|Cause 769 of 2017
|Daniel Kyura Kiragu v Papillon Lagoon Reef Hotel & Papillon Diani Limited
|17 Dec 2020
|Employment and Labour Relations Court at Mombasa
|Daniel Kyura Kiragu v Papillon Lagoon Reef Hotel & another  eKLR
|Mrs. Kyalo for the Claimant Mrs. Kariuki for the Respondent
|Employment and Labour Relations
|Mrs. Kyalo for the Claimant Mrs. Kariuki for the Respondent
|Both Parties Represented
|Respondent’s application disallowed with costs
|The information contained in the above segment is not part of the judicial opinion delivered by the Court. The metadata has been prepared by Kenya Law as a guide in understanding the subject of the judicial opinion. Kenya Law makes no warranties as to the comprehensiveness or accuracy of the information
REPUBLIC OF KENYA
IN THE EMPLOYMENT AND LABOUR RELATIONS COURT
CAUSE NO 769 OF 2017
DANIEL KYURA KIRAGU.......................................................................CLAIMANT
PAPILLON LAGOON REEF HOTEL.........................................1ST RESPONDENT
PAPILLON DIANI LIMITED......................................................2ND RESPONDENT
1. By their Notice of Motion dated 6th August 2020 and filed in court on 26th August 2020, the Respondents seek dismissal of the Claimant’s claim for want of prosecution.
2. The application is supported by an affidavit sworn by the Respondent’s Counsel, Margaret Nguyo and is based on the following grounds:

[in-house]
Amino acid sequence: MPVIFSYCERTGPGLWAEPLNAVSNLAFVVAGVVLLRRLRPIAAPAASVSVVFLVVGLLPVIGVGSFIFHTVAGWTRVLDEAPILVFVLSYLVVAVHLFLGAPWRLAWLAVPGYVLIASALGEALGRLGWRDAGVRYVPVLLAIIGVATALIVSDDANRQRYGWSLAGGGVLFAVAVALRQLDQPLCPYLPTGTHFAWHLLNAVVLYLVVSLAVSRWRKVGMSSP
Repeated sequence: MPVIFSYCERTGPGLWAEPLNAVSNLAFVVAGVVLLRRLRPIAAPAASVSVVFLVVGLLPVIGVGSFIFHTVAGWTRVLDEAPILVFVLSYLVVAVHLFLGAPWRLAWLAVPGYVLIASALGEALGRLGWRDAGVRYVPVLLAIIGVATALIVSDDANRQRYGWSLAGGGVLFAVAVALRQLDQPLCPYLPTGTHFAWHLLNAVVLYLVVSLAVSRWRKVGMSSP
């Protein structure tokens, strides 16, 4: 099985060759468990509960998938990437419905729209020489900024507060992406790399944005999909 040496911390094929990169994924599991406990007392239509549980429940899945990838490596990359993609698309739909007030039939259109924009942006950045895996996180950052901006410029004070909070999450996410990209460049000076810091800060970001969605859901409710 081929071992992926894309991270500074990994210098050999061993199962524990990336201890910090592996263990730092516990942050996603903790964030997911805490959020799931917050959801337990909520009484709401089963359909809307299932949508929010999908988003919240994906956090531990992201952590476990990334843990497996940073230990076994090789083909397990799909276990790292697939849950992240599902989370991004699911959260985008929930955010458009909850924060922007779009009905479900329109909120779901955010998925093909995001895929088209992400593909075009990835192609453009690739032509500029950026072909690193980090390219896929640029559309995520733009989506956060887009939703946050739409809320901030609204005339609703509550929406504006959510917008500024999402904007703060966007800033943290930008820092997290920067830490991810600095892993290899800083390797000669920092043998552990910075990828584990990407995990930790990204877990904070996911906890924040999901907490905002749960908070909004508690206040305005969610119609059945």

a. That over one (1) year has elapsed since the suit came up before the Court and the Claimant has not taken any step or action to list the case for hearing;
b. That the suit was filed by the Claimant, through the law firm of Marende Necheza & Co Advocates, on 25th September 2017;
c. That the firm of Nguyo Kariuki & Co Advocates came on record for the Respondents on 7th November 2017;
d. That the said firm filed a Response to Memorandum of Claim on 20th November 2017 and list of witnesses, Respondent’s witness statements and list of documents on 21st February 2018 and lastly further list of documents on 2nd May 2019;
e. That the last time the suit came up in court was on 3rd April 2019 when it was stood over generally and the Claimant has not made any efforts to prosecute his case nor has he taken any necessary steps as required or at all;
f. That since the closure of pleadings, the Claimant has neglected and/or refused or otherwise not taken any material step to prosecute his claim or set it down for hearing and more than one year has since lapsed;
g. That it appears that the Claimant has lost conceivable interest in the suit herein and its continued pendency has been prejudicial to the Respondents;
h. That it would be in the interest of justice and the overriding objective of the Court that the application be allowed.
3. The Claimant filed Grounds of Opposition on 7th October 2020 stating:
a. That the Respondents’ application is an abuse of court process and a waste of judicial time;
b. That the matter was last in court on 3rd April 2020; however, the Court was not sitting;
c. That as at 2nd May 2019, the Respondents were still complying with Rule 15 of the Employment and Labour Relations Court (Procedure) Rules, having filed their further list of documents then;